Life Story of BeBe Winans Is Headed to the Stage

BeBe Winans. Photo courtesy of John Bayley Photography
BeBe Winans. Photo courtesy of John Bayley Photography

BeBe Winans, the seventh son of the famous gospel singing Winans family, owes much of his fame to 1980s televangelists Jim and Tammy Faye Bakker.

Before they became mired in sex and money scandals, the Bakkers introduced Winans and his sister CeCe to the millions watching their “PTL (Praise the Lord) Club” show on TV. And that paved the way for other black gospel artists like Yolanda Adams and Donnie McClurkin to reach a broad audience.

“The PTL Network allowed us to be introduced to a whole new audience, a white Christian audience,” Winans said. “And then when we started recording we broke down doors in the white Christian marketplace where they weren’t playing any black artists, Christian artists on those radio stations.”

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Winans spoke in an interview in Washington, where a musical he co-wrote about his life story is set to begin in July at the Arena Stage.

“Born for This: The BeBe Winans Story” attempts to break Winans out of any particular box people may have put him in.

One of those boxes is the notion that he and his sister CeCe (born Benjamin and Priscilla) are joined at the hip.

“People assume that we don’t have separate lives, even though we’ve done as many years as solo projects,” he said.

The debut performances in Atlanta started in April and conclude Sunday (May 15) at the Alliance Theatre.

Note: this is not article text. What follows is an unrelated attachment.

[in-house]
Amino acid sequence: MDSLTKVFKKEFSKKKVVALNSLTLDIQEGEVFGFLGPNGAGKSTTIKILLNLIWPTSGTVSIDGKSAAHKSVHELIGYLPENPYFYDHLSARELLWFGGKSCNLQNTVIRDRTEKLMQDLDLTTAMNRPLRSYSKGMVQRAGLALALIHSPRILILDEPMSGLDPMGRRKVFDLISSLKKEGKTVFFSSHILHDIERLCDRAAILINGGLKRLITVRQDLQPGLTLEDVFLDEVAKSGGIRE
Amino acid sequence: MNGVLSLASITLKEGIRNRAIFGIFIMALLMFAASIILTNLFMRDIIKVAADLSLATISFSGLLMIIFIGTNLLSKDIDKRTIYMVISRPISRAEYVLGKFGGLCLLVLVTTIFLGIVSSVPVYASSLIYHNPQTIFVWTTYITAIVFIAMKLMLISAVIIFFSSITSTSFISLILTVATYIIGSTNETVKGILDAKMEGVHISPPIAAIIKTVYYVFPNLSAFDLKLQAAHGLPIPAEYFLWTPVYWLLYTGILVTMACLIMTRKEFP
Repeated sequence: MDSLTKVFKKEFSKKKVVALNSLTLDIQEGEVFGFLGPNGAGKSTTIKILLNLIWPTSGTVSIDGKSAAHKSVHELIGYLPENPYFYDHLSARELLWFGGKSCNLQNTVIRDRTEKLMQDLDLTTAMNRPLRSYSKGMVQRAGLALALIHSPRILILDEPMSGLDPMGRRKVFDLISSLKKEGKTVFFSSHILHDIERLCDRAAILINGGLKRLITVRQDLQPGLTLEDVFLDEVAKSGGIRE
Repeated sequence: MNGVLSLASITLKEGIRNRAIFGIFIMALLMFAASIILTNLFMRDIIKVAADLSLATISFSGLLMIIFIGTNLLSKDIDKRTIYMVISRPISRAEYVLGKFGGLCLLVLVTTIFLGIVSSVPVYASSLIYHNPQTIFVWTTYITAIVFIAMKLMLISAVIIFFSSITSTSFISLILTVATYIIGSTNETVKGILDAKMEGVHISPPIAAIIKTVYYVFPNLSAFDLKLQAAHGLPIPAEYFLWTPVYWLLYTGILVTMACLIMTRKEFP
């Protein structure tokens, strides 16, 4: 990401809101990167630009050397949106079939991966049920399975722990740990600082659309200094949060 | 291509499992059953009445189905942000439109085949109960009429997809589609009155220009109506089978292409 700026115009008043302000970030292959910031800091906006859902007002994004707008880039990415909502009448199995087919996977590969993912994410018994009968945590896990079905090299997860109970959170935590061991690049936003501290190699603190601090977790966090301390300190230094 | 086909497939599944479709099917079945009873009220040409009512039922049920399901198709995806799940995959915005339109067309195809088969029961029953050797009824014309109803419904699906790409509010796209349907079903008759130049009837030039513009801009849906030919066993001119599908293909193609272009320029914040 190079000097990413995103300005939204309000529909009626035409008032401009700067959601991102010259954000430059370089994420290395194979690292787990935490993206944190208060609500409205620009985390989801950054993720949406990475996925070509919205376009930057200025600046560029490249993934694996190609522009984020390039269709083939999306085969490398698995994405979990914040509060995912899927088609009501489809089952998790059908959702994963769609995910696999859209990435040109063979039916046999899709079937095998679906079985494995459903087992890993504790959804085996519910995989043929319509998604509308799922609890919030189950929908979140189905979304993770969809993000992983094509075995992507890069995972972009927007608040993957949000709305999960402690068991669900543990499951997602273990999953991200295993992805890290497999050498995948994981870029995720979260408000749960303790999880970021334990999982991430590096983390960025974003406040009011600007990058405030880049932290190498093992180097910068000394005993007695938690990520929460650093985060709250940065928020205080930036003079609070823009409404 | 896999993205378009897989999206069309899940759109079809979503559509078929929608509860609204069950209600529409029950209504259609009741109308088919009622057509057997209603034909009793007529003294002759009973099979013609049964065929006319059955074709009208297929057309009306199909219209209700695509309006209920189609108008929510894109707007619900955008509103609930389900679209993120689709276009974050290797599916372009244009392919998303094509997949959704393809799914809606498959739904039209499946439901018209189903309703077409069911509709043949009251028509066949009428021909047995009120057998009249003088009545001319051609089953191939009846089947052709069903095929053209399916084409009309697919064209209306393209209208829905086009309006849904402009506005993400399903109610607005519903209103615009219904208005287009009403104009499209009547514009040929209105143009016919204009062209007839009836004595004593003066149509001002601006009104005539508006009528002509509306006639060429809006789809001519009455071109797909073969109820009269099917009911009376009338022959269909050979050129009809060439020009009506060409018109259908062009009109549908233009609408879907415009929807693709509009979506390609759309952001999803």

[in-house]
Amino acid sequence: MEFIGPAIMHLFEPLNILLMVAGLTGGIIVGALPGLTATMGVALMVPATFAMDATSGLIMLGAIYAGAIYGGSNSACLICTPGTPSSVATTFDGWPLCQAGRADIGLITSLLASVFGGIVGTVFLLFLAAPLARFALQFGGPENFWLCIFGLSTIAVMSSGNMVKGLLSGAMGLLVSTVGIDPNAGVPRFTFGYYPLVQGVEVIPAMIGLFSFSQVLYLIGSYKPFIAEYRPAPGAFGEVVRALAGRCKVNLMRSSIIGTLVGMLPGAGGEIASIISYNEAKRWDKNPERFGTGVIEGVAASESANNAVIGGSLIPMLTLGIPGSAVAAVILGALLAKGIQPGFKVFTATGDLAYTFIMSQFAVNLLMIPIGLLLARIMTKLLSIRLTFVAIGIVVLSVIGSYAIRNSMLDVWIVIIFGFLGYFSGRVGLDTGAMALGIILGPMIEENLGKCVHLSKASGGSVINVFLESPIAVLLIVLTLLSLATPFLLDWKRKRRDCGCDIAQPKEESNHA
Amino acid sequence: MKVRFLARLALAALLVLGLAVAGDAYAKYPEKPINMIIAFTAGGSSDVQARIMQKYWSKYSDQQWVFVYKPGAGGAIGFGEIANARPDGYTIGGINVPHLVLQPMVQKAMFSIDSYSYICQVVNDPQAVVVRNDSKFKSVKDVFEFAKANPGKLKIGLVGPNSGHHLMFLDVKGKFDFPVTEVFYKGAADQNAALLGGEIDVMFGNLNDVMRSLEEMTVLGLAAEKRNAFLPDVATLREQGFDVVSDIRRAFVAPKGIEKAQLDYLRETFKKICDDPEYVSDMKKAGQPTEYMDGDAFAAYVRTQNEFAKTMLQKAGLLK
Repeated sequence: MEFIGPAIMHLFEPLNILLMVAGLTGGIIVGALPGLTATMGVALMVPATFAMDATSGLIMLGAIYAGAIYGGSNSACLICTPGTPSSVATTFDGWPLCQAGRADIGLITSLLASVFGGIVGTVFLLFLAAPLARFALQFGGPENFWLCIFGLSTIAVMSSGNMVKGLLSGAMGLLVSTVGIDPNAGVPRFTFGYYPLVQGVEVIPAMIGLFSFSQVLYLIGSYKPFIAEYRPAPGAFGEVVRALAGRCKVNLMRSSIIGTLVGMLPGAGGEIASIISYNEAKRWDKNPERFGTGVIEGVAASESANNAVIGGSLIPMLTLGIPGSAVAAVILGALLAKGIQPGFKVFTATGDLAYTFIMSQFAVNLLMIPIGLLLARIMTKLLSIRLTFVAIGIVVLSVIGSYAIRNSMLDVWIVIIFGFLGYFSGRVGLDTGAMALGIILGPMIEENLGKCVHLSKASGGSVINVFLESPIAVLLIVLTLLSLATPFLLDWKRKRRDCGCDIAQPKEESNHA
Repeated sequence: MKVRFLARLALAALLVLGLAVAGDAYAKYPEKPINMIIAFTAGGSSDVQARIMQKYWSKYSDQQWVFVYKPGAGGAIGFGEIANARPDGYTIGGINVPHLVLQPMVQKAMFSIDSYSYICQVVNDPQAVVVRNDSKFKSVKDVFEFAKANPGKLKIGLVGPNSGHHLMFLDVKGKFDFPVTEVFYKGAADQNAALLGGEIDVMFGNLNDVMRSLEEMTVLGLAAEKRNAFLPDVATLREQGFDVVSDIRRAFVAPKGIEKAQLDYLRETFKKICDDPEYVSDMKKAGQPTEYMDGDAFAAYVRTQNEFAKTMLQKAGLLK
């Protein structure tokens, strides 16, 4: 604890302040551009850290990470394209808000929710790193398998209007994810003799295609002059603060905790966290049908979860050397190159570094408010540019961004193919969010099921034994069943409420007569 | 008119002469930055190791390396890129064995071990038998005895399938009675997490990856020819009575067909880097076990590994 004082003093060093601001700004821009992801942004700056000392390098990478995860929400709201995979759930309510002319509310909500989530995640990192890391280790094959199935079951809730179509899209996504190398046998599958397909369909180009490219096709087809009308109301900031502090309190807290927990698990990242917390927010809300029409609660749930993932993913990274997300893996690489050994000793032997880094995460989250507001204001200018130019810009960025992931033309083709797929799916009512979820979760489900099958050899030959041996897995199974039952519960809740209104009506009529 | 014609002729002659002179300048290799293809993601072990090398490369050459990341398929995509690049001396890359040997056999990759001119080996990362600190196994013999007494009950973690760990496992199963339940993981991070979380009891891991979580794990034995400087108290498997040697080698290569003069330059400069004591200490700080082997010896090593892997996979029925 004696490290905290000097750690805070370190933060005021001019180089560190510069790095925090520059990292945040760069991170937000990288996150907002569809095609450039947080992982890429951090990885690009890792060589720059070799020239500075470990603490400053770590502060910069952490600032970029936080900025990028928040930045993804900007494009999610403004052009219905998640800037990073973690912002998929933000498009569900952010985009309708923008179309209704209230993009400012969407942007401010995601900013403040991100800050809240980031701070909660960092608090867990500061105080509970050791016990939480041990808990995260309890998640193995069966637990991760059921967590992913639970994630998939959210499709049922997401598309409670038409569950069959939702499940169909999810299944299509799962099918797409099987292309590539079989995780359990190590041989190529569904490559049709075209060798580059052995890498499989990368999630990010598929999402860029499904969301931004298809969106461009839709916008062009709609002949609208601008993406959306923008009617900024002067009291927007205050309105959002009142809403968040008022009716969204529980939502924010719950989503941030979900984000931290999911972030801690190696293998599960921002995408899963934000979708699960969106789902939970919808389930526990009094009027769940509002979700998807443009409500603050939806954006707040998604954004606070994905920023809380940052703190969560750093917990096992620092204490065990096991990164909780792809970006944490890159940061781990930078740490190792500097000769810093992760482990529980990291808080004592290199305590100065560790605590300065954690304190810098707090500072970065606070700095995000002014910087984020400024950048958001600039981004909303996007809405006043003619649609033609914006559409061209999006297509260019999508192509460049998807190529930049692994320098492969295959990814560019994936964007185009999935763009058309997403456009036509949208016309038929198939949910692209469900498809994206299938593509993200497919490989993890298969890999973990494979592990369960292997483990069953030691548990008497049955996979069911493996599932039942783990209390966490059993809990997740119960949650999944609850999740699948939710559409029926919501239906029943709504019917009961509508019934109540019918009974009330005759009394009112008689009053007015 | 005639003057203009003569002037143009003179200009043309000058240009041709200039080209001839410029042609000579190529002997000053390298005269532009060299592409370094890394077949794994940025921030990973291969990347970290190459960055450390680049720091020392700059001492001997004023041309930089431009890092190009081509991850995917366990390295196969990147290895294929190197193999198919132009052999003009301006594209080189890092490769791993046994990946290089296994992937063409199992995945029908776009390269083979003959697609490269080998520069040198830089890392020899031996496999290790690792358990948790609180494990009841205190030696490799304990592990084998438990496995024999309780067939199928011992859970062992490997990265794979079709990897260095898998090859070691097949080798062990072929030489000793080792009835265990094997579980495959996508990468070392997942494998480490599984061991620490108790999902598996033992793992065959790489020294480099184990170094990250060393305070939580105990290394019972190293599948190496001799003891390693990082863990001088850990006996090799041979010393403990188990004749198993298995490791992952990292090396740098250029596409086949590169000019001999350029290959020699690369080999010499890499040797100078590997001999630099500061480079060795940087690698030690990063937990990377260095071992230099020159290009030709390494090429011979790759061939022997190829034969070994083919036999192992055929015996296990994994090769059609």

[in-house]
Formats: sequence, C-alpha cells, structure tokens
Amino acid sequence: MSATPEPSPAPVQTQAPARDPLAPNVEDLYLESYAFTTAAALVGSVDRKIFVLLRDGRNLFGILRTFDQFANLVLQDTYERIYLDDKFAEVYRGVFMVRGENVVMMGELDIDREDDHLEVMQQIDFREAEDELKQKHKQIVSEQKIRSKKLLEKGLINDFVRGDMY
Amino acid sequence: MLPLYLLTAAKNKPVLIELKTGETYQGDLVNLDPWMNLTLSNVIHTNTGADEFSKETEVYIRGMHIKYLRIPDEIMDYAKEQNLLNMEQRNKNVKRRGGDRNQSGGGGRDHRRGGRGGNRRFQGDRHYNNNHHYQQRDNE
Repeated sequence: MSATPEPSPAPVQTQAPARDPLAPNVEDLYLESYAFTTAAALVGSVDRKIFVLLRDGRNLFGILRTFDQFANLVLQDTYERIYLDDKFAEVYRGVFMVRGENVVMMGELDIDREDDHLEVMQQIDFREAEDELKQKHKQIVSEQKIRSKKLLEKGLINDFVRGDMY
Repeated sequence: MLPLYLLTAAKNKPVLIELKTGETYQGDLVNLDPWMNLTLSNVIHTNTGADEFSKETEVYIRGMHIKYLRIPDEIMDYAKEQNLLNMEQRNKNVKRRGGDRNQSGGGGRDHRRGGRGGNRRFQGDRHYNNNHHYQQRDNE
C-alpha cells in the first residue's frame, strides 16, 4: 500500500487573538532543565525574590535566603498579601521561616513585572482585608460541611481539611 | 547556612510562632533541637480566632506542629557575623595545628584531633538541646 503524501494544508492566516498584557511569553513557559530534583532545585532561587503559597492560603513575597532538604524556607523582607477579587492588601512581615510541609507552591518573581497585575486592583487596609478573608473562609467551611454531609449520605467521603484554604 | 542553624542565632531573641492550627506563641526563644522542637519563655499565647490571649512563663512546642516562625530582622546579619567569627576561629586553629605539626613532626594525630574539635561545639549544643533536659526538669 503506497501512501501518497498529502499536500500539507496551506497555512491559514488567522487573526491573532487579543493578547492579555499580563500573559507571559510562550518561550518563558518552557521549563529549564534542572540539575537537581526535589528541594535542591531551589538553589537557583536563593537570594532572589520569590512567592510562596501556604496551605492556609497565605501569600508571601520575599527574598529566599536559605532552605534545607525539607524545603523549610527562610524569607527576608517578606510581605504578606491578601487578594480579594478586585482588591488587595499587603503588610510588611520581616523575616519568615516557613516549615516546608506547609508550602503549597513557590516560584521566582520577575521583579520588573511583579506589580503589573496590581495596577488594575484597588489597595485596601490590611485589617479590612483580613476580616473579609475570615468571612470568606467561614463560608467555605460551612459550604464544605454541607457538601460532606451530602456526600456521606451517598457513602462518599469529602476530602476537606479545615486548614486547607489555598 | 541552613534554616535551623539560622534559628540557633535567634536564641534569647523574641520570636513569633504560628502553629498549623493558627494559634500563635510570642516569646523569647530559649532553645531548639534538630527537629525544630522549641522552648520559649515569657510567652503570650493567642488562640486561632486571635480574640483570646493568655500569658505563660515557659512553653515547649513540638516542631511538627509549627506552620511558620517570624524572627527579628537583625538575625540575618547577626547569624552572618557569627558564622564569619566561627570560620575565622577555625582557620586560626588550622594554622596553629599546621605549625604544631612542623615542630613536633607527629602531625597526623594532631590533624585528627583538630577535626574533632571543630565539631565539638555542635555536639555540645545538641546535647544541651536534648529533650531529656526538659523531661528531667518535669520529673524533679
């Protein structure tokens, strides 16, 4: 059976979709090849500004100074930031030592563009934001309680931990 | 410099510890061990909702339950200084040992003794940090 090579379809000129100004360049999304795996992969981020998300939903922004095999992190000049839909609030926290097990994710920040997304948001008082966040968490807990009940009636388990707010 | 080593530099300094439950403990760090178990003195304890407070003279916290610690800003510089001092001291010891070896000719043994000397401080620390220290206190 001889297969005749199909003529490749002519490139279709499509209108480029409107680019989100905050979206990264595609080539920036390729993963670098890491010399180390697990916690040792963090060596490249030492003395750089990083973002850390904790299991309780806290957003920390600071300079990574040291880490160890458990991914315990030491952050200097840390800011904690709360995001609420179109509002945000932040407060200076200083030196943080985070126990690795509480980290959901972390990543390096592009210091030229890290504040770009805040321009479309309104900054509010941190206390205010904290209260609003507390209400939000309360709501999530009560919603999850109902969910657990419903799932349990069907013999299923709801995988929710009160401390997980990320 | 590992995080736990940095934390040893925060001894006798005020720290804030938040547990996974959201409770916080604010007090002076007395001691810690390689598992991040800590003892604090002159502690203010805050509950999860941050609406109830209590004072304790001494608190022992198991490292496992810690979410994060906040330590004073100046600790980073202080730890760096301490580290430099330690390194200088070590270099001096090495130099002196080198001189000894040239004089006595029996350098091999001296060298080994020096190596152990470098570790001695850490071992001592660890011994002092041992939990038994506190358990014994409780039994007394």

When Winans first shared his project with director Charles Randolph-Wright, also the director of “Motown The Musical,” the six-time Grammy winner known for rhythm and blues as well as gospel had a much wider plan for the theater stage.

“Originally what he had been working on was a project about the entire Winans family, which would take at least two weeks to do if you went every night for four hours,” said Randolph-Wright, in the joint interview with Winans.

Randolph-Wright, who became co-writer of the production, homed in on a “tiny section” about the appearances of then-15-year-old CeCe and 17-year-old BeBe on the Bakkers’ show in Pineville, N.C. — which happened to be the director’s hometown.

Donte Alexander, 31, a Houston-based fan of the Winans, who traveled to Atlanta to see the play, said it captured how the singing duo helped integrate predominantly white Christian TV and their music crossed over to wider audiences.

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Source: Religion News Service |  Adelle M. Banks

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